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Boeing is currently awarded a contract that is to investigate the necessary changes to convert the F/A-18E/F into Blue Angels. Like already stated the transition wouldn't happen for another couple of years, and the airframes to be used will probably be new-builds.  

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haha Habu.

 

I grew up wanting to see the Tigers, and was actually disappointed when I had to "settle" for seeing the Phantoms when I finally got to go to my first live show.

 

But yeah, that 30 years of Hornets sure rushed by, it seems.

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7 hours ago, Niels said:

Boeing is currently awarded a contract that is to investigate the necessary changes to convert the F/A-18E/F into Blue Angels. Like already stated the transition wouldn't happen for another couple of years, and the airframes to be used will probably be new-builds.  

That would be a departure from the normal practice; the fleet normally gets the newest aircraft due to the harsh nature of the operating environment (carrier traps and cats really beat up an airframe); the Blue Angels normally get airplanes that are older and, to put it bluntly, "used up" for fleet purposes.  Either that, or old airplanes that are not compatible with current fleet standards for software, weapon capability, etc.  It wouldn't surprise me if they received old Lot 25 or so jets from the test community (several of the A models they flew in the past came from that world; relatively low-time jets that hadn't been flown too hard, but were not useful in the fleet due to equipment incompatibilities).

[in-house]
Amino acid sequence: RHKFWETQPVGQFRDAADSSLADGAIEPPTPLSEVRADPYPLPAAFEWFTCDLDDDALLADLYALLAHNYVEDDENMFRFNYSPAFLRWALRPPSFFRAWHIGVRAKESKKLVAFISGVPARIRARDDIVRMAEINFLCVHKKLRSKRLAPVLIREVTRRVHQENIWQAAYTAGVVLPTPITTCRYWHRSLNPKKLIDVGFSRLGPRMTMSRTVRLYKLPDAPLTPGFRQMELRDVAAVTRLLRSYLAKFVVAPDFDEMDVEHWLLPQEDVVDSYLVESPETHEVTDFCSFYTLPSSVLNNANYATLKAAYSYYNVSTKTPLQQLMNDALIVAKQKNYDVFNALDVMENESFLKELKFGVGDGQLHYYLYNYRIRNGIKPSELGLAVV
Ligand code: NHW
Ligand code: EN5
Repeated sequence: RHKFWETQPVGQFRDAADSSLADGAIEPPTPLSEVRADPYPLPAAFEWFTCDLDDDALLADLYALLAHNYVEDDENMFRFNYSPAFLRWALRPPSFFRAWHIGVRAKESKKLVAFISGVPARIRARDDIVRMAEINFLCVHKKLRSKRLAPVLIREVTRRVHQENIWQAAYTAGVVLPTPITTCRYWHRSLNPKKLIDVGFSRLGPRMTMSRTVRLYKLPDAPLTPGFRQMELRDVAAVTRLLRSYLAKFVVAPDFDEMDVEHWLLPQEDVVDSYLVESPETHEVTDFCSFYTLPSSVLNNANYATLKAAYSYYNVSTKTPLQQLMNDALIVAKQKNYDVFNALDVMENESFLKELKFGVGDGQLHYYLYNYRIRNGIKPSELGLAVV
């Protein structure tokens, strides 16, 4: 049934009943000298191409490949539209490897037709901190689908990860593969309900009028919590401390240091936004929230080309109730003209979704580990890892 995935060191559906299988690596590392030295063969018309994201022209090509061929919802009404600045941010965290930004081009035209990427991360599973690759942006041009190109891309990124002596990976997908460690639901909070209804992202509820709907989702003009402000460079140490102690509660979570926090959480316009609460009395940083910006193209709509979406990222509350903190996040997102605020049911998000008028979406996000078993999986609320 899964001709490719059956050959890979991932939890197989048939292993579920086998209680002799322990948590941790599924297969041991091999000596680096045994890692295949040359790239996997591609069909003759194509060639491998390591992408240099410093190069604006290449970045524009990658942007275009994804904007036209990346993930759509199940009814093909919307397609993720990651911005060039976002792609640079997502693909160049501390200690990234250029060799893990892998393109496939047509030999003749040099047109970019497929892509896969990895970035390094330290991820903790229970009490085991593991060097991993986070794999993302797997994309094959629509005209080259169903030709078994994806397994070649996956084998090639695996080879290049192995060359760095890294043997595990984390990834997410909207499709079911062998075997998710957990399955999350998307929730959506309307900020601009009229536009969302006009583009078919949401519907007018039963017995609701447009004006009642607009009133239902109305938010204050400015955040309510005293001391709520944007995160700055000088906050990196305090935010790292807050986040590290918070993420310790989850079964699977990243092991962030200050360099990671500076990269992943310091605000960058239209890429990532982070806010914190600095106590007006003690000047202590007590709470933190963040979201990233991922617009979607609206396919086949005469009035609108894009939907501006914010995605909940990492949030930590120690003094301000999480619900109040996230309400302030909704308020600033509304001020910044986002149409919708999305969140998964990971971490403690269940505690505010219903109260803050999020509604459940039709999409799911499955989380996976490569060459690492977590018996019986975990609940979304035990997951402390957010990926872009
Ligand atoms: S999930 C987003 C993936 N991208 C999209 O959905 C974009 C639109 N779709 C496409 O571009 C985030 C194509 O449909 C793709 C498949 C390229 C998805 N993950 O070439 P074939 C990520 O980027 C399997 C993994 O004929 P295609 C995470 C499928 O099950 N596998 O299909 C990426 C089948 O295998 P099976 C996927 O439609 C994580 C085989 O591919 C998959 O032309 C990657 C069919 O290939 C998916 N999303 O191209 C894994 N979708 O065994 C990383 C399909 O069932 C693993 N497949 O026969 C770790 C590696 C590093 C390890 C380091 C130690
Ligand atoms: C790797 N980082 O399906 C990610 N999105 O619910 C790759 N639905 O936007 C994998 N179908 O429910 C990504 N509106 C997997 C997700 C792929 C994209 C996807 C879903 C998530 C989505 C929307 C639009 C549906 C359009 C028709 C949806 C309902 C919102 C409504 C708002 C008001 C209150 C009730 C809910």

I'm not saying that they won't get new jets, just that it is not the norm for the Blue Angels.